AUSTIN, Texas – In a ceremony at the Texas State Capitol, Gov. Rick Perry signed Senate Bill 162, which was passed by the 83rd Texas Legislature to address employment challenges facing military service members, recently separated veterans and their spouses.
The bipartisan legislation requires state agencies that issue occupational licenses to recognize substantially equivalent licenses issued by other jurisdictions – including the armed forces – and provide an expedited licensure process for these individuals.
“The unemployment rate among veterans is one of the highest in the United States,” said state Rep. Dan Flynn of Van (HD-2), who sponsored the bill in the Texas House. “Considering the sacrifices they made for our country, it is imperative we help their transition to civilian life by giving them credit for the hard work and training they have accomplished in the military.”
Flynn, a U.S. Army veteran who also serves as a commander in the Texas State Guard’s Maritime Regiment, worked with state Sen. Leticia Van de Putte of San Antonio (SD-26), who chairs the Senate Committee on Veteran Affairs and Military Installations, to develop the legislation.
“After our heroes fight for us, they should not then have to fight for a job when they get back home,” Van de Putte said.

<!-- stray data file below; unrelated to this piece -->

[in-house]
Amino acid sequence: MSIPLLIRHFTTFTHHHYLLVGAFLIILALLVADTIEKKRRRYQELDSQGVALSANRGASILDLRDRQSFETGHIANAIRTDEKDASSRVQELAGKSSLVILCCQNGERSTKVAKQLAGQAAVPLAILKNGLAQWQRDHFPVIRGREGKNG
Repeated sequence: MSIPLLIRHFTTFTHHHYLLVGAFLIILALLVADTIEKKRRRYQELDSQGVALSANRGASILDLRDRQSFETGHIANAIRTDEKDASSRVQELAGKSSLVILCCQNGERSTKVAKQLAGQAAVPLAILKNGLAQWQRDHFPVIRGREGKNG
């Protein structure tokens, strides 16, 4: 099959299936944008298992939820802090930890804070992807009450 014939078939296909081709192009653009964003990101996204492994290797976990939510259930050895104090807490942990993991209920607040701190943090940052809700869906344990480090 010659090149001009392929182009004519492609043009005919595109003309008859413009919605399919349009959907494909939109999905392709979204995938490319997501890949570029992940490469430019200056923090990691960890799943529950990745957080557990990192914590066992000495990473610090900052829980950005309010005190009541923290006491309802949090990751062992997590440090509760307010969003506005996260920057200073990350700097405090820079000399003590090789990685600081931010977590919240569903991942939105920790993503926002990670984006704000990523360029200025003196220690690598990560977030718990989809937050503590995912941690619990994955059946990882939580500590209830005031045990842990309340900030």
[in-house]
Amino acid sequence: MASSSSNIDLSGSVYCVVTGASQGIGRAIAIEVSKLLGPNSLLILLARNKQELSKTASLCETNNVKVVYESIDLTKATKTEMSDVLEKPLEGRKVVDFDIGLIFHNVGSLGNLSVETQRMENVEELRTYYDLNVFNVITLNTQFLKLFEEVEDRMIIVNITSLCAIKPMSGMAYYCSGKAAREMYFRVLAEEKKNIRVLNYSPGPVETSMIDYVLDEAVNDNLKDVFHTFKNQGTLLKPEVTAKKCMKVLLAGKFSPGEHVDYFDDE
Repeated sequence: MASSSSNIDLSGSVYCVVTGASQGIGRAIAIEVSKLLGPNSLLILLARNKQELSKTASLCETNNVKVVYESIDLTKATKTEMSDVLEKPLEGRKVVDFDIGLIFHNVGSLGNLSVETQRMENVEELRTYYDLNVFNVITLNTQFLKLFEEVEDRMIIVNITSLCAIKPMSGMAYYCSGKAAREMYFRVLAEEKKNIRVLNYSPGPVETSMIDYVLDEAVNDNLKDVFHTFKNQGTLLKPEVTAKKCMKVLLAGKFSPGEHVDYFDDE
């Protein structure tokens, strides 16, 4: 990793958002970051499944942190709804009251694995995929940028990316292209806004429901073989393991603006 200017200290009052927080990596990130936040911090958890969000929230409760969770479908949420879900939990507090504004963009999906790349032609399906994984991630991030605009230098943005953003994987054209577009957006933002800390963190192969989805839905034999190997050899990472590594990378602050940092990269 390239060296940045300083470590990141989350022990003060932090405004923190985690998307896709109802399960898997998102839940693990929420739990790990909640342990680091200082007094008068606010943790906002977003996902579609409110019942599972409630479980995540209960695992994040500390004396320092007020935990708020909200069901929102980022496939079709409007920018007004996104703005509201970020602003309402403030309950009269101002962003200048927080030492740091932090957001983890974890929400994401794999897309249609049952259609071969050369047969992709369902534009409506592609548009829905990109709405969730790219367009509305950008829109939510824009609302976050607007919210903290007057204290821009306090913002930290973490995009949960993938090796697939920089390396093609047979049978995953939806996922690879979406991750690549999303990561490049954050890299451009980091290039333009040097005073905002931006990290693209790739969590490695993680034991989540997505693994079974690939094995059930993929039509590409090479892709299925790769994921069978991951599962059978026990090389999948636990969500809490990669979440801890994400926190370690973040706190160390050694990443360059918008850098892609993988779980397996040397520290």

Until now, military training was not recognized by the state of Texas, for licensure purposes.
“Too often, service members and their spouses must wait too long for licensing in fields in which they already have substantial experience,” Van de Putte said. “This law will put them on the fast-track for an occupational license, but also will require them to come into full compliance with Texas’ licensing requirements within a year.”
Additionally, SB 162 is also known as the “Chris Kyle Bill,” named after the former Navy SEAL and author who was slain earlier this year, and recognizes the achievements of service members with special operations training. Kyle’s wife, Taya, was on-hand at the signing ceremony.
“I appreciate the sacrifices these many brave special operators have made,” Flynn said, “and I hope that by incorporating these changes into current Texas law we can honor the legacy of Chris Kyle and the many like him.”
The legislation grants these veterans credit toward the issuance of a basic police officer’s license. Additional training and a certification test is still required to receive the license.
“If a soldier can dodge IEDs in Iraq or Afghanistan while driving a semi, they can drive safely on I-35 or I-30 without having to be trained again,” Flynn said.
It’s possible that this type of legislation will now be pursued throughout the country, as Van de Putte and Flynn co-chair the National Conference of State Legislatures’ Task Force on Military and Veterans Affairs.
“We hope this legislation will serve as a model for all states,” Flynn said, “and we look forward to continuing to work with the Department of Defense to find new and better ways to show our appreciation to veterans as the return home.”